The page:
Felix Mendelssohn Bartholdy composed his Reformation Symphony for the celebrations marking the 300th anniversary of the "Confessio Augustana," the Protestant declaration of faith. Owing to various and only partially explained reasons, there was no performance in 1830, the year in question; it was only two years later that the composer conducted the premiere of his work, now heavily revised, in Berlin. There was only one more performance in Mendelssohn's lifetime, this one conducted by Julius Rietz in Düsseldorf; the composer had since distanced himself from his opus.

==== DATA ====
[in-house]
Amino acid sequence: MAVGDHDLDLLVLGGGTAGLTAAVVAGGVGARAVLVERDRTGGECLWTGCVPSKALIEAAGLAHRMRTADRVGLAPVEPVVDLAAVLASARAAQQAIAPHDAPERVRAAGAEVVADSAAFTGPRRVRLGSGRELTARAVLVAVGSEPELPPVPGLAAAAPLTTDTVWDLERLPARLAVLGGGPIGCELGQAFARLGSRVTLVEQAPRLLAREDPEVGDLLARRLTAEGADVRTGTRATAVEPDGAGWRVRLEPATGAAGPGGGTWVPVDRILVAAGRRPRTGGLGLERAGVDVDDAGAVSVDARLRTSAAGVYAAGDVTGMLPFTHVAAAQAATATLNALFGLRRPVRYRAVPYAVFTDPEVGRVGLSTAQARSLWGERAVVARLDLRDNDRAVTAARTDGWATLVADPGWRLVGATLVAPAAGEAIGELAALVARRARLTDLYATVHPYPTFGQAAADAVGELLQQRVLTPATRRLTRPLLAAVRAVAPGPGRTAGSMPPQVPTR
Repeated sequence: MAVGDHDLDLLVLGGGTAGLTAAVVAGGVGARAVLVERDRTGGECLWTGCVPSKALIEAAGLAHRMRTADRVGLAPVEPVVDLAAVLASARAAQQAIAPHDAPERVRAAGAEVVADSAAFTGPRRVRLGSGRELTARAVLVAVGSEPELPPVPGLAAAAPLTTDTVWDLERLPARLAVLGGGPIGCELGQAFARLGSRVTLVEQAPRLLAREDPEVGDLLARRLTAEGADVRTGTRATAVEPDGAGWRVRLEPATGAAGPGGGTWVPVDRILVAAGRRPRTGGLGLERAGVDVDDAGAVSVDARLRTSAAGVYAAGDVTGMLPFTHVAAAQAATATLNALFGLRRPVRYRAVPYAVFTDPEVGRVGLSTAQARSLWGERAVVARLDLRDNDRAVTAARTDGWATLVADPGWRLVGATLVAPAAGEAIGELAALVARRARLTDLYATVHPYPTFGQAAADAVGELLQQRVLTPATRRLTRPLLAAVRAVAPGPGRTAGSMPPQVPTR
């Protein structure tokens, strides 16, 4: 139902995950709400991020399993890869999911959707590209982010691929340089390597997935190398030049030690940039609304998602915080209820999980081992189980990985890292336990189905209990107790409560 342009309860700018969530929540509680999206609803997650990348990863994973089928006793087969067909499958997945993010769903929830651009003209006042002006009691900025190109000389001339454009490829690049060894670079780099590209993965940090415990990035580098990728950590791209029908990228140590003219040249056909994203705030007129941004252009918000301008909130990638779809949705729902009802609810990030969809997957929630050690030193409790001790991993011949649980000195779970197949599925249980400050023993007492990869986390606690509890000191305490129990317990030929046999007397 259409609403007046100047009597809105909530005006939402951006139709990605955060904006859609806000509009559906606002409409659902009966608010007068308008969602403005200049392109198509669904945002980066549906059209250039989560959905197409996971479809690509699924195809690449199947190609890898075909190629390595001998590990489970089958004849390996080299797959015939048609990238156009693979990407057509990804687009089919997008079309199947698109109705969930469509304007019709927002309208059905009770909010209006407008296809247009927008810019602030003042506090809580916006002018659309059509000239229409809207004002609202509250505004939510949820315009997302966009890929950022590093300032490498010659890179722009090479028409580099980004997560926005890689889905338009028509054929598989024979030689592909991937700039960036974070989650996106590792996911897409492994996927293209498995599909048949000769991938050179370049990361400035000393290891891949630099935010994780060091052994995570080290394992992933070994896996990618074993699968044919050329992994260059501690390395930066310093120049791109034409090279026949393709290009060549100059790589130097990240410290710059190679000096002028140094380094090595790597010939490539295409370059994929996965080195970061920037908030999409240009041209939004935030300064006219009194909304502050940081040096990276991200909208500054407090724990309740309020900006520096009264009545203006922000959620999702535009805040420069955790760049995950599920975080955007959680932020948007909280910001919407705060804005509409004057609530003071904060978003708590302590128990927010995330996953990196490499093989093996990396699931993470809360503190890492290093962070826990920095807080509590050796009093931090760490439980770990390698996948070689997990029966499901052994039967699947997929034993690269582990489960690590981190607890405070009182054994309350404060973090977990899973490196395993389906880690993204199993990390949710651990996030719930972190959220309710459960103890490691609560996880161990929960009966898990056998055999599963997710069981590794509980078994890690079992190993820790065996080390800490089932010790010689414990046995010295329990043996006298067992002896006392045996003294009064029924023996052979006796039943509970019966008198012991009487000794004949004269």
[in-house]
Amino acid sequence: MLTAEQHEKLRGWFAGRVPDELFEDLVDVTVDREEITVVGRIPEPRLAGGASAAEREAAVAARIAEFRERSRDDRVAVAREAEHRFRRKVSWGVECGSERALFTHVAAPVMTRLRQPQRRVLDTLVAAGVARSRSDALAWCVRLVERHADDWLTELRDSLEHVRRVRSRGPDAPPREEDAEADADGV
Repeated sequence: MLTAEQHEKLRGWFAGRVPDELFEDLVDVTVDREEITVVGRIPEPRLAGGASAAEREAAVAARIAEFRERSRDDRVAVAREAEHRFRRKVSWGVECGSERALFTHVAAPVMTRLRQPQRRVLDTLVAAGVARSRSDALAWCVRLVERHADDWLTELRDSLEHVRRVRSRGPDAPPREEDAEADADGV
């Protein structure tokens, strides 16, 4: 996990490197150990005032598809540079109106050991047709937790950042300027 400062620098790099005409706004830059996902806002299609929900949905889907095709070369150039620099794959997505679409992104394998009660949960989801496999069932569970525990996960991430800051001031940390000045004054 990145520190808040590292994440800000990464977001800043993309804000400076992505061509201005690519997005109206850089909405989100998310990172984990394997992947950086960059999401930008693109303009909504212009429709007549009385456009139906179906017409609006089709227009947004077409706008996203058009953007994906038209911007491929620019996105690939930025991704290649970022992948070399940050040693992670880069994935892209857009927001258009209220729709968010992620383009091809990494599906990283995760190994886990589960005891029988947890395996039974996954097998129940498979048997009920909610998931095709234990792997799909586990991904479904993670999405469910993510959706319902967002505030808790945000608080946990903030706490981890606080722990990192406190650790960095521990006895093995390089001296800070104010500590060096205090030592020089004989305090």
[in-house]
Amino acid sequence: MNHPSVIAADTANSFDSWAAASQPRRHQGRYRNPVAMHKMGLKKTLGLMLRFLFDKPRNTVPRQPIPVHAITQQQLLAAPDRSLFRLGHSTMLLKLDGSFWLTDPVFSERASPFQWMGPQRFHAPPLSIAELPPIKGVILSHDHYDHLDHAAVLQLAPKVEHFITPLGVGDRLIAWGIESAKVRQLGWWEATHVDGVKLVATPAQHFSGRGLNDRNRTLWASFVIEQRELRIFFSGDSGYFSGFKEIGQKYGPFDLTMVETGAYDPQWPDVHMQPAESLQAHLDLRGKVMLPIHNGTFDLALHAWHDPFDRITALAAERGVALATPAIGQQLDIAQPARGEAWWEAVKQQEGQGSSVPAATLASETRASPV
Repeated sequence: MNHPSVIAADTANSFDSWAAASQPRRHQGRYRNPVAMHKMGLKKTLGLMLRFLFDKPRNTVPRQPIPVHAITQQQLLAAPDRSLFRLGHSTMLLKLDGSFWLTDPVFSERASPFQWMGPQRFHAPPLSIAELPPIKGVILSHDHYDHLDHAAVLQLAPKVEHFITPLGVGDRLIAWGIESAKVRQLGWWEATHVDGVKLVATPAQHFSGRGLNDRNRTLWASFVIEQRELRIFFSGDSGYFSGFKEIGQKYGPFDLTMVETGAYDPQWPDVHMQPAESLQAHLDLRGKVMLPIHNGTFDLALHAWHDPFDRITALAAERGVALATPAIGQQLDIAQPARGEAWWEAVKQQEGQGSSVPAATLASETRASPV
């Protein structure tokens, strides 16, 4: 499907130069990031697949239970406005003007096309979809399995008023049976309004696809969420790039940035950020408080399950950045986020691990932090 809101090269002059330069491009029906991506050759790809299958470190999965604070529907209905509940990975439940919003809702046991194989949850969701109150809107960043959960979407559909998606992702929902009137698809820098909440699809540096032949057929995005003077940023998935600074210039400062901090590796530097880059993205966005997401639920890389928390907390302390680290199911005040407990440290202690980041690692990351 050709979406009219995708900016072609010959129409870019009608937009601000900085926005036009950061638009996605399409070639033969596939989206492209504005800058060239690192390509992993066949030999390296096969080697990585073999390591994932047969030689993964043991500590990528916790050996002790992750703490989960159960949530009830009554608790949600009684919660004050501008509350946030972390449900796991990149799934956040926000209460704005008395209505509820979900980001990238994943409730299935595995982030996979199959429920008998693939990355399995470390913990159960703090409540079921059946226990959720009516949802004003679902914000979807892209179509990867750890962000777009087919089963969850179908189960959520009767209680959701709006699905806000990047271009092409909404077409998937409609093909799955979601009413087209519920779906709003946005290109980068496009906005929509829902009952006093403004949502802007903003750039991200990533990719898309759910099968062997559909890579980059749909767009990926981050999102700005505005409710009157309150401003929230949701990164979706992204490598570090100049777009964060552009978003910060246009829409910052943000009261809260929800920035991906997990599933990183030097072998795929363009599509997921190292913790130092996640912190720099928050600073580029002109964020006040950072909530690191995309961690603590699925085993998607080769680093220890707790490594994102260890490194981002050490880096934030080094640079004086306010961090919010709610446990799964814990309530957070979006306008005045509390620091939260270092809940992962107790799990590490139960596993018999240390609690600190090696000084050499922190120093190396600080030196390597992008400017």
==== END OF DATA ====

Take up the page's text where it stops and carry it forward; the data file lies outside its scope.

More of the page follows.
Conceived for the concert hall, the symphony formulates its theological references through the integration of various motives. This occurs in the finale, for example, in which Mendelssohn quotes the Luther chorale "Ein feste Burg" in the flute, from where it builds up to a triumphant principal theme. The strong extra-musical aspect must have been one of the reasons for the composer's later avoidance of this score, especially since Mendelssohn was becoming increasingly skeptical about explicitly programmatic music in the instrumental domain. The "Reformation Symphony" is being published in Breitkopf Urtext as a preprint of the Complete Edition. Next to the Düsseldorf performance material of 1837, two scribal copies have been examined for the first time; they transmit the main stages of the version of 1830.